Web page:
Unless you already know who you want as your lawyer, you should meet with several before you decide.  Pick someone who has experience in the kind of lawsuit you want to bring, is up-front about what it will or could cost and with whom you feel comfortable working.


Getting Ready


If you have done your homework, as suggested above, then you will be able to give your lawyer most of the information needed to start suit right away.  However, every case is different and, depending on the law that applies, more initial investigation may be needed.  Once your lawyer has all the information needed, he or she will draw up a complaint, a summons and the various other documents that are needed to begin your case.  The number and nature of the documents needed to begin a lawsuit can vary a great deal depending on the kind of case it is and which court will be used.  Make sure you understand all the documents being used, especially any that you must sign.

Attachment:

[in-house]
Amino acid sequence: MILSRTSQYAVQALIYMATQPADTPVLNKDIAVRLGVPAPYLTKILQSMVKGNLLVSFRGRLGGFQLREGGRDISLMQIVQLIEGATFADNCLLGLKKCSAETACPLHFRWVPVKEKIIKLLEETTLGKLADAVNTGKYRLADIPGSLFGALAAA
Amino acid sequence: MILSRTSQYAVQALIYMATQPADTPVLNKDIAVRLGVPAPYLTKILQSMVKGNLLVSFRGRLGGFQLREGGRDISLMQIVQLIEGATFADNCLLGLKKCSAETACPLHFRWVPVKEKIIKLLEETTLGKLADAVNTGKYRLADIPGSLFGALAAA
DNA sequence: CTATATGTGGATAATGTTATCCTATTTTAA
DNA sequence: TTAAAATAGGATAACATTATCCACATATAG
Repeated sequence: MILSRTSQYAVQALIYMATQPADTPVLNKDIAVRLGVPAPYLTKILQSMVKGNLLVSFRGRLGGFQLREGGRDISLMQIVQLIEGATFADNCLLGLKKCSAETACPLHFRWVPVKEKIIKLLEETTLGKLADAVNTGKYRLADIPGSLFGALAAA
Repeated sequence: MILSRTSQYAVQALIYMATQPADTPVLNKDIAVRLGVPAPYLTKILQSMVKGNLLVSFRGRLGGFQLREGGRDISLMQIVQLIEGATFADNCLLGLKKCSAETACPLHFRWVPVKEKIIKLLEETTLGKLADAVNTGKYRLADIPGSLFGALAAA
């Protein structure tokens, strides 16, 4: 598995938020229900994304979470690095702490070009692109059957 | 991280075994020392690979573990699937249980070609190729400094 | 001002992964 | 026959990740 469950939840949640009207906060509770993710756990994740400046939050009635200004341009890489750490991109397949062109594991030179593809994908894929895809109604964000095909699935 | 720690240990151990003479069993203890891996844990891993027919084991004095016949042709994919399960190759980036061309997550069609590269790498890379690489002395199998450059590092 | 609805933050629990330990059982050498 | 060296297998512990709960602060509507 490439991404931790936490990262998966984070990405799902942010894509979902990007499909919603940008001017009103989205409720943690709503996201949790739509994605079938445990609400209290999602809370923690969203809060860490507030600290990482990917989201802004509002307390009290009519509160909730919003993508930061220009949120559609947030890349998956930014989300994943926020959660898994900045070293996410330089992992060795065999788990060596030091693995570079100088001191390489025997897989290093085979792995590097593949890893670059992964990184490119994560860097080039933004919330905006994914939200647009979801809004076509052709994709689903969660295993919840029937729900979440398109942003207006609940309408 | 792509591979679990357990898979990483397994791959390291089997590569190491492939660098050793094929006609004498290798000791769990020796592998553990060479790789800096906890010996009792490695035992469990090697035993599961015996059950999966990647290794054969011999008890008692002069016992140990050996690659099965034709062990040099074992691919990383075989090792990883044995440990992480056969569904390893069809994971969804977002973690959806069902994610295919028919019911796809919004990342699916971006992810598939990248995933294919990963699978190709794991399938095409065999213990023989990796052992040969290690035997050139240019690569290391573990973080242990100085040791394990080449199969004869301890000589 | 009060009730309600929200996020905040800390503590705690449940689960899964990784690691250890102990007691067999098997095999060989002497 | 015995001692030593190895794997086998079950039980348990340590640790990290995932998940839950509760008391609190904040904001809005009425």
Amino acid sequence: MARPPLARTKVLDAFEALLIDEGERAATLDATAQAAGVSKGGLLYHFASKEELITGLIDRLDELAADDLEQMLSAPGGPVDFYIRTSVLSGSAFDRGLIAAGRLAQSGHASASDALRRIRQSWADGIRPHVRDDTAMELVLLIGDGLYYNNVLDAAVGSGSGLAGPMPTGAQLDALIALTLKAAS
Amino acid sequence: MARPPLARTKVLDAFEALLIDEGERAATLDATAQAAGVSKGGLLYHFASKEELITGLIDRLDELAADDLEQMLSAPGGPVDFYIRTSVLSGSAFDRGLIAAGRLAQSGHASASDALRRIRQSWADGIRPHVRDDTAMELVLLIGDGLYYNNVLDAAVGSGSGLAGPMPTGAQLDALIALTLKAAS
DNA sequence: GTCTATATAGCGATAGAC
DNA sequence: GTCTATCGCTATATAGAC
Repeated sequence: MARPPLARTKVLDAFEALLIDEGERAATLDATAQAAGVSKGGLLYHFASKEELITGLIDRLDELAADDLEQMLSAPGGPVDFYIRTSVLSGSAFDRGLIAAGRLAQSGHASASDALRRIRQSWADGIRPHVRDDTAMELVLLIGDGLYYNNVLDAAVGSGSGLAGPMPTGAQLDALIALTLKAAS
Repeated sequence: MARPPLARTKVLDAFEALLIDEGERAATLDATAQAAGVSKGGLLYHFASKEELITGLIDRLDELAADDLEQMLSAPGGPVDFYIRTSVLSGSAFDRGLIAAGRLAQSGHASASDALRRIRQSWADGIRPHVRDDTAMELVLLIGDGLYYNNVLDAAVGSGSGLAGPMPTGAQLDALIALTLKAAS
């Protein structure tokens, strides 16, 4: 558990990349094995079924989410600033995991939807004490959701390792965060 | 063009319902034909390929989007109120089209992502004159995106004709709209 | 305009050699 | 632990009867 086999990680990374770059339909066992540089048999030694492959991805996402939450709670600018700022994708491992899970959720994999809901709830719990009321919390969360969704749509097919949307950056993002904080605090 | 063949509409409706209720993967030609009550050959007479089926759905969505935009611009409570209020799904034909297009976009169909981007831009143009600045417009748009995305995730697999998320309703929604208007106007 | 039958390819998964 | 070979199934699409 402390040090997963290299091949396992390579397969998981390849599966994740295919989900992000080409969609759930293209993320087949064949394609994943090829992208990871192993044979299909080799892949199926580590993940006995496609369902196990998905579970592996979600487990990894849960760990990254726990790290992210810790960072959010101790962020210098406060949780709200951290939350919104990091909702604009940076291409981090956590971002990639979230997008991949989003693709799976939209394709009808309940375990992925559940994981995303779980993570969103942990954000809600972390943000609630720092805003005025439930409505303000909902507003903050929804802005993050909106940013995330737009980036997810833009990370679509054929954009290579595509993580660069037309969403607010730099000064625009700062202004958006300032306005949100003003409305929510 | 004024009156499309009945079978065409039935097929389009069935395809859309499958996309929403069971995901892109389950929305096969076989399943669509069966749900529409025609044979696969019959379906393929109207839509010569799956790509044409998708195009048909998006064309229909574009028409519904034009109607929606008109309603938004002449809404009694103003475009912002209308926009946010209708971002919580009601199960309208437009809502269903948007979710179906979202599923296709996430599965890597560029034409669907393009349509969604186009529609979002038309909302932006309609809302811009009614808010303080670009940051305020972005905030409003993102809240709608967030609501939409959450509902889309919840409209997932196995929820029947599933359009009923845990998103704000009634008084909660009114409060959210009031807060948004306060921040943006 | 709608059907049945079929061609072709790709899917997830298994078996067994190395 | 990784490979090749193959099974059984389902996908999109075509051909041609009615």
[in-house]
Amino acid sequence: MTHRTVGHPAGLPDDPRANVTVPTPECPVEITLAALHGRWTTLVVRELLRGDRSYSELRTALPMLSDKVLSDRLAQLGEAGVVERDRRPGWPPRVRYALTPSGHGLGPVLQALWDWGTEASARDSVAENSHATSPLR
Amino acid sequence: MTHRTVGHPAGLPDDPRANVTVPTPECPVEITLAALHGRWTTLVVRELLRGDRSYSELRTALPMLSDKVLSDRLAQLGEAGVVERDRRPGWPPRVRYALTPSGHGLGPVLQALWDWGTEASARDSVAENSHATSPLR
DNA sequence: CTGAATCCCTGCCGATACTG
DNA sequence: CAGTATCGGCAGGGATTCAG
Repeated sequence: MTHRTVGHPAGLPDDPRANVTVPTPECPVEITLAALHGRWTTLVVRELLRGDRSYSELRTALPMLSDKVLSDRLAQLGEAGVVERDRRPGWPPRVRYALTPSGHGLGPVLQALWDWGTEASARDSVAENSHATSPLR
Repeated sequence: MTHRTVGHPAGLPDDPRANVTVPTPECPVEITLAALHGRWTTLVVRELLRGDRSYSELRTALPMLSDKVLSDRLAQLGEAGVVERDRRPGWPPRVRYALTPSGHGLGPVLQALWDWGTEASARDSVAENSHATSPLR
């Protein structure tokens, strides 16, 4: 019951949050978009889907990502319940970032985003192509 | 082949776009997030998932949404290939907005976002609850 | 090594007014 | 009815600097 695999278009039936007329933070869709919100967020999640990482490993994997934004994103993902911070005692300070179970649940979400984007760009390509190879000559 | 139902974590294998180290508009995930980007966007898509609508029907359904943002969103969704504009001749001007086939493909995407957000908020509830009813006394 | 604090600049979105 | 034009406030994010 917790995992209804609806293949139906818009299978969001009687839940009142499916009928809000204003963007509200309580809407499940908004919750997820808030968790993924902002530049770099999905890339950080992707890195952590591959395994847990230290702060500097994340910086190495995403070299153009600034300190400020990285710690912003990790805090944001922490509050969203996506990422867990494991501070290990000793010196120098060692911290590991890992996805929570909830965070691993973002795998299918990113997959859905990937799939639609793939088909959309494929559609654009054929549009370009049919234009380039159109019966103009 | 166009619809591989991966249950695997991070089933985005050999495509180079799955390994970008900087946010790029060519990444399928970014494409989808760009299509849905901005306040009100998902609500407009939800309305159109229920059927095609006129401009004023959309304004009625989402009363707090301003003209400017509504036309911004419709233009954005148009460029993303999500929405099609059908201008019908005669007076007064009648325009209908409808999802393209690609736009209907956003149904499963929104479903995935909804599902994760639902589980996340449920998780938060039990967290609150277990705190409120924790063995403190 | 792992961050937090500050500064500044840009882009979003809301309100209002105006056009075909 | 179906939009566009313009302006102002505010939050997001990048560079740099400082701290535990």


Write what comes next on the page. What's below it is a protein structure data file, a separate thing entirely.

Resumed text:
The Battle is Joined


The papers needed to start the suit, along with a check for the filing fee charged by the court, must be filed with the court to begin the case.  The court will assign a docket number and provide a date or dates on which various events in the course of the lawsuit should happen.  Copies of the papers filed and a summons must be served on each of the persons or organizations named in your lawsuit.  Your lawyer will arrange for a process server to do that job.  


The person(s) and/or organization(s) being sued will usually have 20 days to respond.  It is common for lawyers to informally agree on extra time for that response.  The most common form of that response is called an Answer.